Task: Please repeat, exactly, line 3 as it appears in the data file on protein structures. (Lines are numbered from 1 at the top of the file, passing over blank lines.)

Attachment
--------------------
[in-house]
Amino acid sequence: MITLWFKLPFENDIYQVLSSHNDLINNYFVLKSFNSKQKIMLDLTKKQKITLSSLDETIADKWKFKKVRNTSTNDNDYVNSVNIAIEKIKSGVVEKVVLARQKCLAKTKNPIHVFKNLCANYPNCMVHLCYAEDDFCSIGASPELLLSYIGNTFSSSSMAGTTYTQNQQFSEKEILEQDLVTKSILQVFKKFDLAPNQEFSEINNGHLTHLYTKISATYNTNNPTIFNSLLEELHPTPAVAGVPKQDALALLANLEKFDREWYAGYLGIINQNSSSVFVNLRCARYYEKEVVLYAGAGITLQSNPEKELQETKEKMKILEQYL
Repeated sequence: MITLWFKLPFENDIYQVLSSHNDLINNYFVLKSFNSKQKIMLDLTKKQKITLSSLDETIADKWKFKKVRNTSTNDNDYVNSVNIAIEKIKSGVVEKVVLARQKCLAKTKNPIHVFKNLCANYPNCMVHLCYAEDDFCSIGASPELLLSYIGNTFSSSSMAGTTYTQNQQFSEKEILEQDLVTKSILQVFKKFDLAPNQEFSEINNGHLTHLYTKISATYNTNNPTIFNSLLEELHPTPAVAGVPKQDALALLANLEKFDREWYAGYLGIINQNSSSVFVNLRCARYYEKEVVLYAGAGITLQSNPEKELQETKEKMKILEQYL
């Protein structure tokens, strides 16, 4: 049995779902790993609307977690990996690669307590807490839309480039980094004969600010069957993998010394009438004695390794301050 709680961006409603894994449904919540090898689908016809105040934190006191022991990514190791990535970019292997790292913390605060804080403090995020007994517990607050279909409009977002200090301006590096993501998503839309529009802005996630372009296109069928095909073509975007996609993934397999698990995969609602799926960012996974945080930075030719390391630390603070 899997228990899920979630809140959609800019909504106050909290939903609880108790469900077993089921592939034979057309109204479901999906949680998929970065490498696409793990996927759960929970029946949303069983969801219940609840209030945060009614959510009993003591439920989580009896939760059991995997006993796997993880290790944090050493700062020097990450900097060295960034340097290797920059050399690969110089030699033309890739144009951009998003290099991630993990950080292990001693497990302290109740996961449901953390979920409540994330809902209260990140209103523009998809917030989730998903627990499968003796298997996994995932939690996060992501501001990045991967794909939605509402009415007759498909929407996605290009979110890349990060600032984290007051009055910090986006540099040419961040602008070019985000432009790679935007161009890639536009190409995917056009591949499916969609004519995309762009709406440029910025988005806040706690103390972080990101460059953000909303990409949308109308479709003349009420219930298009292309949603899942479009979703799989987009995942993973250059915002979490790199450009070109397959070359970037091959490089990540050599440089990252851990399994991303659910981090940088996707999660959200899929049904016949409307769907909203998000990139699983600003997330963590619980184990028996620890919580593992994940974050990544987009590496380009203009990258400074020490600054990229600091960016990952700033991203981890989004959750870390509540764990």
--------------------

Repeated sequence: MITLWFKLPFENDIYQVLSSHNDLINNYFVLKSFNSKQKIMLDLTKKQKITLSSLDETIADKWKFKKVRNTSTNDNDYVNSVNIAIEKIKSGVVEKVVLARQKCLAKTKNPIHVFKNLCANYPNCMVHLCYAEDDFCSIGASPELLLSYIGNTFSSSSMAGTTYTQNQQFSEKEILEQDLVTKSILQVFKKFDLAPNQEFSEINNGHLTHLYTKISATYNTNNPTIFNSLLEELHPTPAVAGVPKQDALALLANLEKFDREWYAGYLGIINQNSSSVFVNLRCARYYEKEVVLYAGAGITLQSNPEKELQETKEKMKILEQYL